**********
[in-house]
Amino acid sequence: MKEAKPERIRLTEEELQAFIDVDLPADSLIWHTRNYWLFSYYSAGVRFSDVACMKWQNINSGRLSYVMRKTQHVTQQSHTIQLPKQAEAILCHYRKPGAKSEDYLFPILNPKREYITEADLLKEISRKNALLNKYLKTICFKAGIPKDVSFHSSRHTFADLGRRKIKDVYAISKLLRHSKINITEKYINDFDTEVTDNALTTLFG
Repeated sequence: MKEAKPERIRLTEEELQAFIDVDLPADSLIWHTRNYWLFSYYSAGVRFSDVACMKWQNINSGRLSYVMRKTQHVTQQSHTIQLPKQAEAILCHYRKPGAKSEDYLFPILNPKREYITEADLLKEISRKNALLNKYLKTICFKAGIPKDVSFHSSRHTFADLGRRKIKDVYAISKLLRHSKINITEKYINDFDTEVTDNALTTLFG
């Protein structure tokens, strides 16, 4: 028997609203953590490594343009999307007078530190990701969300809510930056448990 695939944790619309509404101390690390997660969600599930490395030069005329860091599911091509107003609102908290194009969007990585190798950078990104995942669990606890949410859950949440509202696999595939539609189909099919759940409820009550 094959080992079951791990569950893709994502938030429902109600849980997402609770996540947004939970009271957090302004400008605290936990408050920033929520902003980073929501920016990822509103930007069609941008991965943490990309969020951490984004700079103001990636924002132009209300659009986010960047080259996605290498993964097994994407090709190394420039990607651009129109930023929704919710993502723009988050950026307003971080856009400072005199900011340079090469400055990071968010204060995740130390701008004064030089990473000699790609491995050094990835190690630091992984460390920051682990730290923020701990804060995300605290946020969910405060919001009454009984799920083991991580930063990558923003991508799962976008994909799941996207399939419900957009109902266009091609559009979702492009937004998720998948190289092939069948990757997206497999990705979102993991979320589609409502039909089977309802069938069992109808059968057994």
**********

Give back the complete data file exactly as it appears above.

[in-house]
Amino acid sequence: MKEAKPERIRLTEEELQAFIDVDLPADSLIWHTRNYWLFSYYSAGVRFSDVACMKWQNINSGRLSYVMRKTQHVTQQSHTIQLPKQAEAILCHYRKPGAKSEDYLFPILNPKREYITEADLLKEISRKNALLNKYLKTICFKAGIPKDVSFHSSRHTFADLGRRKIKDVYAISKLLRHSKINITEKYINDFDTEVTDNALTTLFG
Repeated sequence: MKEAKPERIRLTEEELQAFIDVDLPADSLIWHTRNYWLFSYYSAGVRFSDVACMKWQNINSGRLSYVMRKTQHVTQQSHTIQLPKQAEAILCHYRKPGAKSEDYLFPILNPKREYITEADLLKEISRKNALLNKYLKTICFKAGIPKDVSFHSSRHTFADLGRRKIKDVYAISKLLRHSKINITEKYINDFDTEVTDNALTTLFG
């Protein structure tokens, strides 16, 4: 028997609203953590490594343009999307007078530190990701969300809510930056448990 695939944790619309509404101390690390997660969600599930490395030069005329860091599911091509107003609102908290194009969007990585190798950078990104995942669990606890949410859950949440509202696999595939539609189909099919759940409820009550 094959080992079951791990569950893709994502938030429902109600849980997402609770996540947004939970009271957090302004400008605290936990408050920033929520902003980073929501920016990822509103930007069609941008991965943490990309969020951490984004700079103001990636924002132009209300659009986010960047080259996605290498993964097994994407090709190394420039990607651009129109930023929704919710993502723009988050950026307003971080856009400072005199900011340079090469400055990071968010204060995740130390701008004064030089990473000699790609491995050094990835190690630091992984460390920051682990730290923020701990804060995300605290946020969910405060919001009454009984799920083991991580930063990558923003991508799962976008994909799941996207399939419900957009109902266009091609559009979702492009937004998720998948190289092939069948990757997206497999990705979102993991979320589609409502039909089977309802069938069992109808059968057994």